It is also known that there is constant pressure on governments as the economy is under duress and also GDP tumbles in first quarter of the previous fiscal down from over 8 percent a year ago to 5 percent and the slowdown is visible in many sectors, such as automotive, real estate and FMCG (Fast Moving Consumable Goods). By lowering tax rate the government hopes that it can help boost economic growth and make India more competitive on the global stage by making Indian corporate tax rates at par with prevailing rates in countries all over the world.[6]

The government gives the special emphasis on investment as the Investment is important for enhancing productivity in the economy that eventually improves wages, creates job, enhances exports, so it is believed that the new lower tax rates will attract more foreign direct investments into the country and help revive the domestic manufacturing sector which has seen lacklustre growth. And, the lower tax outflow could increase the share of profit-making by those companies in India over time.

Contrary to the above discussion, this step taken by the government is expected to cause a yearly revenue loss of ₹1.45 lakh crore which costs to the exchequer amounts to 0.7 percent of GDP, while the GDP gain to the government, as a result, will be just 0.2 per cent which is already struggling to meet its fiscal deficit target. An HSBC research note projects that GDP growth for fiscal 2019-20 will increase from 5.7 percent to 5.9 percent. The central government's fiscal deficit will rise from the budgeted estimate of 3.3 percent to 3.7 percent of the GDP (higher than HSBC's previous assumption of 3.5 percent). But, at the same time, if it manages to sufficiently revive the economy, the present tax cut can help boost tax collections and compensate for the loss of revenue.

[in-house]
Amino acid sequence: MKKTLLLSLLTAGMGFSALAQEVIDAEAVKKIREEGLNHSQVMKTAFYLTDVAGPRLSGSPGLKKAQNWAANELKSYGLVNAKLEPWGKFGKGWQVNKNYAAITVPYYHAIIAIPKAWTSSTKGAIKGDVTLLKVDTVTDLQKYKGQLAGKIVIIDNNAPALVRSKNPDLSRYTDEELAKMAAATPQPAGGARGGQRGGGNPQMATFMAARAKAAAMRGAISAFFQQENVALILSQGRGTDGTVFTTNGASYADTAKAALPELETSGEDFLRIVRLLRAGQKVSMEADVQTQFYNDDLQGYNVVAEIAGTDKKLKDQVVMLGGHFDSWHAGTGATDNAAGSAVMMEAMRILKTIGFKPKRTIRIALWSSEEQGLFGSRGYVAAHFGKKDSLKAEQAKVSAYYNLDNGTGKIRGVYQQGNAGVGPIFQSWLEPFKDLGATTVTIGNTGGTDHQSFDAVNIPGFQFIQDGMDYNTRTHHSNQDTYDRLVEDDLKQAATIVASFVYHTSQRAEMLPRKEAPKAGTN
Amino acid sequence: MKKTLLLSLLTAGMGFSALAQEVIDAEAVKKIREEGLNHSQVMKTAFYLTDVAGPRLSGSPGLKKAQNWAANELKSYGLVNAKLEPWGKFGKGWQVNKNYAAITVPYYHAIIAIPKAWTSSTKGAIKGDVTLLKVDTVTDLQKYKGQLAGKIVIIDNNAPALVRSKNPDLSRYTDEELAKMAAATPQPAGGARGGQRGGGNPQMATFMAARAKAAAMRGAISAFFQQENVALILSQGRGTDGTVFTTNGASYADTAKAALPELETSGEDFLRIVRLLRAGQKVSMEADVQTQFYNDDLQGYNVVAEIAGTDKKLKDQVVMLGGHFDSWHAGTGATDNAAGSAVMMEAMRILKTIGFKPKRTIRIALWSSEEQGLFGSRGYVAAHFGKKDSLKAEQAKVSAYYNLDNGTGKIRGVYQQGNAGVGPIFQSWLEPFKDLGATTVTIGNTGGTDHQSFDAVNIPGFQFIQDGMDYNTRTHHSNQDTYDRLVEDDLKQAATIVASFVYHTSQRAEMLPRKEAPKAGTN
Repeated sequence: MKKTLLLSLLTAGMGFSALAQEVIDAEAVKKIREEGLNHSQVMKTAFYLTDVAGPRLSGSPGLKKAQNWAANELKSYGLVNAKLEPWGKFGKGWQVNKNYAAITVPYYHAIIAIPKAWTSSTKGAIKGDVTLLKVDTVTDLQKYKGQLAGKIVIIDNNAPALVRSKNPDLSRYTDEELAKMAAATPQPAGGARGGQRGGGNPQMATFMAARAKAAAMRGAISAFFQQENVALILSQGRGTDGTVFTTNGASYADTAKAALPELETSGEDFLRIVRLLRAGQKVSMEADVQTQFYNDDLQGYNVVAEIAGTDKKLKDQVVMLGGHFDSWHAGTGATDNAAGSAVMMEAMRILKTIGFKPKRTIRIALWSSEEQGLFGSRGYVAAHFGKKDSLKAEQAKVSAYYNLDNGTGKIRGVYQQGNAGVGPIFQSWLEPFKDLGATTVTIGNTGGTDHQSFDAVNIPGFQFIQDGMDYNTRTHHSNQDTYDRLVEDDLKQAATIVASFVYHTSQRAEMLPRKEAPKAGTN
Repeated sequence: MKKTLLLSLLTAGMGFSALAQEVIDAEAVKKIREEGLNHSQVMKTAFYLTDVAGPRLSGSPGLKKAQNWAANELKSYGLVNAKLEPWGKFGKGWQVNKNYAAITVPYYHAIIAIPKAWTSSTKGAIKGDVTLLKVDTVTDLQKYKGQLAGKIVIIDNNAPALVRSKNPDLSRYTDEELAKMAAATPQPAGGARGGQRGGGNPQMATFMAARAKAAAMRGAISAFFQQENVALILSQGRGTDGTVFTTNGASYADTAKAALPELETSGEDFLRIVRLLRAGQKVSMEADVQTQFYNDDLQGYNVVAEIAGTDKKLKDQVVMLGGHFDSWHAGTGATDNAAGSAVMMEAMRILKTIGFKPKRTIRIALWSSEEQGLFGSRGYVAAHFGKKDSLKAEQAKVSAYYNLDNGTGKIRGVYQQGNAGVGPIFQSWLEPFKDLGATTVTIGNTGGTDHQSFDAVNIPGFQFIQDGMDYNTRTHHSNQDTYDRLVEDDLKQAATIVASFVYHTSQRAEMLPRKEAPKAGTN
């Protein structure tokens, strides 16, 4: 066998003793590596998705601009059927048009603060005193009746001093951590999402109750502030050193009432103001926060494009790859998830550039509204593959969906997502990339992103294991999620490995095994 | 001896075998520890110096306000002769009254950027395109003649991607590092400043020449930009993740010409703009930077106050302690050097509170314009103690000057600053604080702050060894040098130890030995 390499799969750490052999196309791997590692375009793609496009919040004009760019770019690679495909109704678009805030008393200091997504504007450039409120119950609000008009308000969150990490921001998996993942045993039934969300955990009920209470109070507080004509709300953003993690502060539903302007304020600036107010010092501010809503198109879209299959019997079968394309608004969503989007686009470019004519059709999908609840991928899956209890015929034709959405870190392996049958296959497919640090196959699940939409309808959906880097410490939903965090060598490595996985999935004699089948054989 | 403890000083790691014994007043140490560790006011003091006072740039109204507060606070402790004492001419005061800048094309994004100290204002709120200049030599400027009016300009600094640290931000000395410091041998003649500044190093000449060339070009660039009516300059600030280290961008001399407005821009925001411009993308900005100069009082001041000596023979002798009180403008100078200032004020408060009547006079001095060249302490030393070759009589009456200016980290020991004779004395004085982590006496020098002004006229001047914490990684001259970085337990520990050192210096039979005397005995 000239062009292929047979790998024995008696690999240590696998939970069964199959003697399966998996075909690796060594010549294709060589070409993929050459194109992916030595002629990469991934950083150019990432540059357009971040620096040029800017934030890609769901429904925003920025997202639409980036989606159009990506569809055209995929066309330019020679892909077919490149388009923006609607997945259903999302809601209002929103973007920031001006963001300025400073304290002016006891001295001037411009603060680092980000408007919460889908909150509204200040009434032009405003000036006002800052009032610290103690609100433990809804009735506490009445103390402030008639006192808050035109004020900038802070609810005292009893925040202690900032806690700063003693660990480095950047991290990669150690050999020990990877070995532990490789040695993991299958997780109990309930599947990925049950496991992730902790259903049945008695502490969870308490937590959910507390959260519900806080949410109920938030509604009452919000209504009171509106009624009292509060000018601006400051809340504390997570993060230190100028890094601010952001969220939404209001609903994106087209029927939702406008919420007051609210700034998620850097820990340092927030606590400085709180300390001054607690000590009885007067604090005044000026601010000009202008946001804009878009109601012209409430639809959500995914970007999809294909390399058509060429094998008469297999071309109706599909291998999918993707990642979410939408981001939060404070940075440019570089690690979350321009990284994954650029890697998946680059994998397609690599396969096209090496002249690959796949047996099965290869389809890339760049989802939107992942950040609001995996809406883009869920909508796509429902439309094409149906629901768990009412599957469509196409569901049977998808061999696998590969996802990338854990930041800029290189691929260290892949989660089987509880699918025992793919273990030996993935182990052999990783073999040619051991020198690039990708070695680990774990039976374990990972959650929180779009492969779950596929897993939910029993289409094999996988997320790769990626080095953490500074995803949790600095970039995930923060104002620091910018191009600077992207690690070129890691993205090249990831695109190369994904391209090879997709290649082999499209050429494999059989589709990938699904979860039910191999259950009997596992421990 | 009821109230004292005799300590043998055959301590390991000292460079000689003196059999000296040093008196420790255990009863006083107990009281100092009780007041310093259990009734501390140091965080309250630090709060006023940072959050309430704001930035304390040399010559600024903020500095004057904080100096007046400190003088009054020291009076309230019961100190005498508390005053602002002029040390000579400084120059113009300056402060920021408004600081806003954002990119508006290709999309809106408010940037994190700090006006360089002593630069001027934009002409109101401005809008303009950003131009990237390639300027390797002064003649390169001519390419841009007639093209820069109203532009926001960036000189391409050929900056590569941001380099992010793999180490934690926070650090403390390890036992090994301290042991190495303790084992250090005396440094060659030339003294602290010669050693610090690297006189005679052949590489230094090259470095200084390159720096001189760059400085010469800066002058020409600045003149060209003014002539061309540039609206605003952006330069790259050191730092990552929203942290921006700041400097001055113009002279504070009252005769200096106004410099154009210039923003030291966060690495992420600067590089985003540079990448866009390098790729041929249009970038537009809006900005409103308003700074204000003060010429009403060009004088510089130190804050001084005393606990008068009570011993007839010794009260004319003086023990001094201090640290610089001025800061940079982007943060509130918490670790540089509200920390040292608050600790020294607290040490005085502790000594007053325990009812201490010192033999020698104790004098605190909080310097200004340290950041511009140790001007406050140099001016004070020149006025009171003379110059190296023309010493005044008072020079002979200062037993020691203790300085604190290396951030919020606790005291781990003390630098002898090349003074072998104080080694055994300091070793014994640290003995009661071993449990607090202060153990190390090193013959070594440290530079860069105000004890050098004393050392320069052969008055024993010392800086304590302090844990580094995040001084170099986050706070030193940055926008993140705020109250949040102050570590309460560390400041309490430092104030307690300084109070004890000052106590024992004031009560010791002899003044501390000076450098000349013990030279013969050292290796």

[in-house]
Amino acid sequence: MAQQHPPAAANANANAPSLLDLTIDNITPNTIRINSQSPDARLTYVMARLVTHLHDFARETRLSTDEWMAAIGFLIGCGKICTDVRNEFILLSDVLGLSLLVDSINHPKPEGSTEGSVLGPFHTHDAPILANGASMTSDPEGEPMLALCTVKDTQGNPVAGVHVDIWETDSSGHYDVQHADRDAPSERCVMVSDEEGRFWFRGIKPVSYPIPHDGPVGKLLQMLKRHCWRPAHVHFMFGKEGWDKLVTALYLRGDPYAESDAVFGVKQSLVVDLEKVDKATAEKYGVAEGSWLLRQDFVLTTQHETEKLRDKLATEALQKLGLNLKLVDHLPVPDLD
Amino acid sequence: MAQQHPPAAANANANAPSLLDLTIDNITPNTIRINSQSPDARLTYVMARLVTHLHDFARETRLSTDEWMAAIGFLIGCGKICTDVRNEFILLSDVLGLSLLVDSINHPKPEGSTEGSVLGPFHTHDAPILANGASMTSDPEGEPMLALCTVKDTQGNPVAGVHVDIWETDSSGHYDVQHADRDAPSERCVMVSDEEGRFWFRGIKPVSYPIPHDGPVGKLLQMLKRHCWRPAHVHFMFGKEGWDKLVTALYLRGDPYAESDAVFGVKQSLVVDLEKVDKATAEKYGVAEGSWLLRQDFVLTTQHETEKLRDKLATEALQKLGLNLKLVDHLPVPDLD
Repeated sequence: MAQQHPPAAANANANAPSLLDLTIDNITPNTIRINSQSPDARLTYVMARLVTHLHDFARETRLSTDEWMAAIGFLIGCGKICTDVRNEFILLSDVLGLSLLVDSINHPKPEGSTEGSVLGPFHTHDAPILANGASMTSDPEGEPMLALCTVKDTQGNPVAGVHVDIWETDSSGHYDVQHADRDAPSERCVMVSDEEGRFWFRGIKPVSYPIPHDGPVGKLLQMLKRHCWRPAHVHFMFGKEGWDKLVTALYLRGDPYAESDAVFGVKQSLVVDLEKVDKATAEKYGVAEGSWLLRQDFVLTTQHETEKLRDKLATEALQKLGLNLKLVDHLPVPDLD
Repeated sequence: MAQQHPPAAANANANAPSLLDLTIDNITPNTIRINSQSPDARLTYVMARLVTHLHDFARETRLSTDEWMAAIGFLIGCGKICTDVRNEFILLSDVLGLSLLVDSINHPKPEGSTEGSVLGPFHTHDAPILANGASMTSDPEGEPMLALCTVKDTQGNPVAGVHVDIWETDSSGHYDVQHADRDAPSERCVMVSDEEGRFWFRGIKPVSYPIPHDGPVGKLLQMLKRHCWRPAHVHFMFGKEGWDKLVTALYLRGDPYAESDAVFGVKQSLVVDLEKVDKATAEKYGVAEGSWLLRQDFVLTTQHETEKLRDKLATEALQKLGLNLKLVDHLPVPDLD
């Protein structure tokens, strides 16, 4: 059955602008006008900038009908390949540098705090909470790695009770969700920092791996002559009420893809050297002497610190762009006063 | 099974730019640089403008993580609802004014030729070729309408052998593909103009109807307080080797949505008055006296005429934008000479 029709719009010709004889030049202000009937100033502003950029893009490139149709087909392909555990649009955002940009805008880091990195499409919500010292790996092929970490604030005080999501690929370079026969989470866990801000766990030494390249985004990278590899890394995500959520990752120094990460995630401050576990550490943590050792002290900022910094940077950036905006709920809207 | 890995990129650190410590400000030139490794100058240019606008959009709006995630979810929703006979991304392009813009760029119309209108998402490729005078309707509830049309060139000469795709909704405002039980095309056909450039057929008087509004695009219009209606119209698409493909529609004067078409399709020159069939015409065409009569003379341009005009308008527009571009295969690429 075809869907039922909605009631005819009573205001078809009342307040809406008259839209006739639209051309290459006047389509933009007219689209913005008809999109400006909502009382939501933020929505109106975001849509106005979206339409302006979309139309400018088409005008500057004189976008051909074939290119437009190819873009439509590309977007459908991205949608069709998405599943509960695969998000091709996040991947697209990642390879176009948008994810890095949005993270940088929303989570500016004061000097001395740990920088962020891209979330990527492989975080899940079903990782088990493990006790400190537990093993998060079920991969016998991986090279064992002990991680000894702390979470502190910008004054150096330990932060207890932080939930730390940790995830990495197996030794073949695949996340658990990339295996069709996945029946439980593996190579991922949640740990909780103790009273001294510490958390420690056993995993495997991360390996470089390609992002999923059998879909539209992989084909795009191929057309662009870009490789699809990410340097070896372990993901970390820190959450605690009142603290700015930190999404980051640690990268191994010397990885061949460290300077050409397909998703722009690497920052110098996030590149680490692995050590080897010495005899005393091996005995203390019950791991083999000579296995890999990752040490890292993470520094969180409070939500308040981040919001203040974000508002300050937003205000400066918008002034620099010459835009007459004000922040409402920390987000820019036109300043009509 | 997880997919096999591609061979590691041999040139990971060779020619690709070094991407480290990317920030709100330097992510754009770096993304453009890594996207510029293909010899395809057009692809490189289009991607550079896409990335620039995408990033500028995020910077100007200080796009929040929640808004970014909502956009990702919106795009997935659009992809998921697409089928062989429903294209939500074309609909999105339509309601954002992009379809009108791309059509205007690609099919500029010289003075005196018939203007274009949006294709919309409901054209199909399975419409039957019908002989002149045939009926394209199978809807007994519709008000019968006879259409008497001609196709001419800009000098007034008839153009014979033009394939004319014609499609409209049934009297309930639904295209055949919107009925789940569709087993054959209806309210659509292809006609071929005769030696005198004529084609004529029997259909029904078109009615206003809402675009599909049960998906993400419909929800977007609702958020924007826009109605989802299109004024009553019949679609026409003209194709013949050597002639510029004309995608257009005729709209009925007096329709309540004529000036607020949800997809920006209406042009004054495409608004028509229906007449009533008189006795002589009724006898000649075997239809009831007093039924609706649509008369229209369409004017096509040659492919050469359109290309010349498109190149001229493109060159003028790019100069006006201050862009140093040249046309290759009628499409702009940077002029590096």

India's move to cut corporate tax rates was a "credit negative development" despite potentially boosting the economy as it will widen its fiscal deficit as said by S&P Global Ratings.

There is also a view that the present tax rate cut is simply a concession to corporate houses rather than as a structural reform that could boost the wider economy. They believe that the current economic slowdown is due to the problem of insufficient demand which cannot be addressed just through tax cuts and instead advocate greater government spending to boost the economy.

Footnotes [1] Prashanth Perumal, The Hindu Explains | What corporate tax cut means for the Indian economy, [2] Sec 115BAA of Income tax act, 1961 [3] Sec 115BAB of Income tax act, 1961 [4] Sec 115BA of Income tax act, 1961 [5] Sachin Dave, Corporate tax cut – Issue of carrying forward losses vexes companies in red , [6]MG Arun, Why corporate tax cuts may not bring down consumer prices (much),

Submitted by,

Piyush Agrawal & Radhika Agrawal,

Hidayatullah National Law University.

(Image used for representational purpose only.)